The men have been aboard the International Space Station for two months, after launching from the Kennedy Space Center in Florida in a SpaceX Crew Dragon capsule.
Their journey began with the historic May launch that marked the first mission of the crew to take off from U.S. soil in nearly a decade, and could be the first of many if the capsule launches. down off the Florida coast this weekend.
As of Thursday night, NASA said it was still planning to move forward with the spread, but “teams will continue to monitor the weather before they hit Saturday night,”; the agency said. space said in a tweet.
Winning safely is crucial. Although SpaceX previously launched Dragon Crew on an unrecognized demonstration mission, Hurley and Behnken’s mission is still seen as a test. Both men are veteran NASA astronauts and test pilots specifically trained to respond to any technical issues that may arise on the new vehicle, and NASA does not officially certify the crew as a rated spacecraft. by the man until he makes a safe return.
And the return journey is, in some respects, an even riskier journey than the launch. A dragon crew will need to cross back from Earth’s atmosphere at 17,500 miles per hour. Air compression and the friction between the air and the spacecraft will heat the outer part of the spacecraft to about 3,500 degrees Fahrenheit, according to NASA.
Behnken described his experience of reintroducing the atmosphere on previous NASA missions last year: “You actually see light from the atmosphere by warming up the outer portions of the spacecraft. You see some orange lights flashing in the plasma as it passes through the windows, ”he said. “The vehicle is going through something pretty severe – and we hope you take care of it by taking the revenue with us.”
Then, as the Dragon Crew approaches Earth, he will send a small set of parachutes, called a “drug parachute,” to begin suppressing his descent in front of a large plume of four fans of the parachute to propel the vehicle down further. If all goes well, the Crew Dragon will be traveling less than 20 miles per hour when it hits the water.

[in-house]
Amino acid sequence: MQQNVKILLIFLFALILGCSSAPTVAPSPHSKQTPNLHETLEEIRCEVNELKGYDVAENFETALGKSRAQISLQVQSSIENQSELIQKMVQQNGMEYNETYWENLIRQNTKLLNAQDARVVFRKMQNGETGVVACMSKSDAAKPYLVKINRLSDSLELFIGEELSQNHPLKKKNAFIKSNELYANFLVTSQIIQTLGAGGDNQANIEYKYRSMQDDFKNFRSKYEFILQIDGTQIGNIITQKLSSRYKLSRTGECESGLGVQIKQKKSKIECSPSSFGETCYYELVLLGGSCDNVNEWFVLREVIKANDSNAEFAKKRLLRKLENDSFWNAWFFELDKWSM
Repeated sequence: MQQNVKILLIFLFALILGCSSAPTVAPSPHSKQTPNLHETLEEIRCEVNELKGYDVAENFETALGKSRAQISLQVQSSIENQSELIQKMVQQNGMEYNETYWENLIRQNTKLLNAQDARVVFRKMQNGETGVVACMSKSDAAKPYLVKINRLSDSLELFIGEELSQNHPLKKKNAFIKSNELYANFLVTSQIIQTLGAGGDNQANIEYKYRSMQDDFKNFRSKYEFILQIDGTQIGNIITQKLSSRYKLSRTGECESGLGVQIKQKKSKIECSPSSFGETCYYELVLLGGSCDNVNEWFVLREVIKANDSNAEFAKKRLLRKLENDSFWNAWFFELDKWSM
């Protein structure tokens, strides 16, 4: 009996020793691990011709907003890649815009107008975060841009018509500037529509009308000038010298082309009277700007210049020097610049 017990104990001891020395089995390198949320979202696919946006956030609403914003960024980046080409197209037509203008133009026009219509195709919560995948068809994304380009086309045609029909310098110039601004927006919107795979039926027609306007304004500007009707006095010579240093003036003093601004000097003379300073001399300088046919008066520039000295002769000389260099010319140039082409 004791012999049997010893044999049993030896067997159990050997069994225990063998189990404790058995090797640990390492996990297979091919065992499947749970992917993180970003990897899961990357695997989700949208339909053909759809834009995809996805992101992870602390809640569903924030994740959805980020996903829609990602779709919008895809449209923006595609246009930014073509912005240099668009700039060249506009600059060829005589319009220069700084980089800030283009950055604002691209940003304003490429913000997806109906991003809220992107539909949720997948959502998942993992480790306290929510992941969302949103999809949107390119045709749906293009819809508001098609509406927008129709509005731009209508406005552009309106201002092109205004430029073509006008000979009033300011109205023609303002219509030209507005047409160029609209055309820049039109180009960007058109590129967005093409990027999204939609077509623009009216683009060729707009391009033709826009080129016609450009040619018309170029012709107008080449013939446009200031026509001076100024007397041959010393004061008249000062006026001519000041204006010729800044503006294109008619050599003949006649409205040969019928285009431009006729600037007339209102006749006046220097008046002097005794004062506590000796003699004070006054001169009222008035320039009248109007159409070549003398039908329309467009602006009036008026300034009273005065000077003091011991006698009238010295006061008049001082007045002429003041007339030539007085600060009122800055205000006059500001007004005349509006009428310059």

Astronauts will experience much higher G forces on the Dragon Crew, Hurley said. And it will mark the first time astronauts have landed in water since 1975.
Even after the flight, the journey can slow down. Water can jostle the spacecraft, making it uncomfortable for astronauts as they wait for recovery ships to arrive.
“It takes a while so … we both get the proper hardware ready if we start to feel sick,” Behnken said at a news conference on Friday. The “hardware,” the astronauts clarified, will be a paper bag, like the ones that airlines put in the back pockets of the seat for vaccinated passengers.
Behnken and Hurley will also have to descend into a place with calm weather so that rough winds and high waves do not interfere with the spreading or recovery process. This means that the weather criteria for a splashdown are even stricter than it was for the launch.
NASA and SpaceX officials will continue to monitor all forecasts until the Dragon Crew re-enters the atmosphere.
Stand-offs with Mother Nature were already a recurring theme of Hurley and Behnken’s journey. Their first attempt to launch in May was marred by storm surges. And during their second (successful) launch attempt on May 31, the countdown clock hit zero as another batch of storm clouds cleared the sky.
If the weather prevents Crew Dragon from crashing this weekend, NASA and SpaceX will try again next Wednesday, August 5th.